Monday, August 4, 2008

Champagne (Alfred Hitchcock, 1928)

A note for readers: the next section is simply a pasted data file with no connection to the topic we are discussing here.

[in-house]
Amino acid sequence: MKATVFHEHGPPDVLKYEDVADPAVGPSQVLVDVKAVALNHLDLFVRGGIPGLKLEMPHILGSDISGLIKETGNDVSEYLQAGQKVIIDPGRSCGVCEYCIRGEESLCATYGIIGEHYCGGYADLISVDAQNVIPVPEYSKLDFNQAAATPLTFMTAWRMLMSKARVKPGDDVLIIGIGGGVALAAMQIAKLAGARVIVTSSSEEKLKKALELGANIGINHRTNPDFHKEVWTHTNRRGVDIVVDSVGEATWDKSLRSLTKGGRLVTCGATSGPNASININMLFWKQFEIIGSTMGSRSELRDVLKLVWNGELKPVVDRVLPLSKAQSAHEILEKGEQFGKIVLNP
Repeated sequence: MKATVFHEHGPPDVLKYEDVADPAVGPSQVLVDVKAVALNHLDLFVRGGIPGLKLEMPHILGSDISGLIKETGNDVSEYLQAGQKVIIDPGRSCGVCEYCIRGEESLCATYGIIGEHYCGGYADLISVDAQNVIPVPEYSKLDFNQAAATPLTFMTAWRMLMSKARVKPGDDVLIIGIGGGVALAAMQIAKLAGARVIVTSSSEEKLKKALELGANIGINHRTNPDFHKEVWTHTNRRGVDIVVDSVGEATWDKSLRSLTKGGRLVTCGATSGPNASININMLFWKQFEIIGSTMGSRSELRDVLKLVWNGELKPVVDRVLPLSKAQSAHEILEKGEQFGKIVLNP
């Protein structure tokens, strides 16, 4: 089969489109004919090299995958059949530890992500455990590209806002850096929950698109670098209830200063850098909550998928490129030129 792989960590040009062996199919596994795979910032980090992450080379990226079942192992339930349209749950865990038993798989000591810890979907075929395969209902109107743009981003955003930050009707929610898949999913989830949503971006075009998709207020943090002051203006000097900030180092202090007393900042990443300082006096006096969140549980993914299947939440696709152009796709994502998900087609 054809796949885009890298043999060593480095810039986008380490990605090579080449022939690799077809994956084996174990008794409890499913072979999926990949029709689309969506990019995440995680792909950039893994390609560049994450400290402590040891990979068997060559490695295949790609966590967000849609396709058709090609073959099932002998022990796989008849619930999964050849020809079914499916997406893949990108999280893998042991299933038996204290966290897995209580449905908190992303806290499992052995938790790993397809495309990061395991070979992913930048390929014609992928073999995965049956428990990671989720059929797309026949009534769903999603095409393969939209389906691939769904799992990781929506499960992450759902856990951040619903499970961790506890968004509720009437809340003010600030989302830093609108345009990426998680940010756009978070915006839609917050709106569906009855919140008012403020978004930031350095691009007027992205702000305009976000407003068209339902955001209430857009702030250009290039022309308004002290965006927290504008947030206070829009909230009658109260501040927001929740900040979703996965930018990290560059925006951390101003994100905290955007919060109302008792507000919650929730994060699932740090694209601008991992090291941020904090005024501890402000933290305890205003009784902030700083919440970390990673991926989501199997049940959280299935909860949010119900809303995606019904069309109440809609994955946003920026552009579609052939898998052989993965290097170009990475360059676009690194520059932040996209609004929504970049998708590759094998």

This very early Hitchcock silent film is fascinating. Just before the crash of ’29, we have a moral fable about giddy youth in the jazz age. The movie opens with a most unusual shot—a young couple dancing vigorously (though blurrily) in the centre of a circle, and when the camera pulls back, it turns out we’ve been looking through the bottom of a champagne glass. The madcap flapper heiress Betty (Betty Balfour) — all curly blonde hair and big eyes and twinkly smiling is taken on board a Cunard steamer after she's ditched her small airplane in the sea. She’s done it on purpose, to elope with a handsome fellow known only as “The Boy” (Jean Bradin), but he offends her by saying he wishes she didn’t have so much money, and she spurns him. At the same time a rather ominous looking fellow, “The Man” (Theo von Alten) moves in. He keeps looking at her with heavy-lidded eyes and a slightly svengalian gaze. In Paris Betty buys gowns and acts giddily until her father (Gordon Harker) shows up and tells her their fortune has disappeared. So they move into a little apartment and Betty tries to cook and tries to sell her jewelry and gets a scandalous job as a cigarette girl. Of course the whole thing was a set—up, to test her and to build character. The father wanted to teach the girl what was truly valuable, and The Man was in on the plot; she forgives them and as the movie winds to an end she’s about to marry “The Boy.” Balfour has a bright, softly triangular face, and she acts giddiness, resolve, wounded pride, and joy quite well. The movie is not really a mystery like so much of Hitchcock’s later work, though it does have some of the misdirection Hitchcock later perfected. The most interesting thing, for me, is the camerawork — cinematography by Jack E. Cox — because of the champagne-glass shot, repeated at the end, and because there are seven or eight quite remarkable shots when the actor walks straight into the camera from middle distance to extreme close-up, looking straight at us, until the cut to whoever it is he or she’s looking at, a sort of reverse point-of-view technique.

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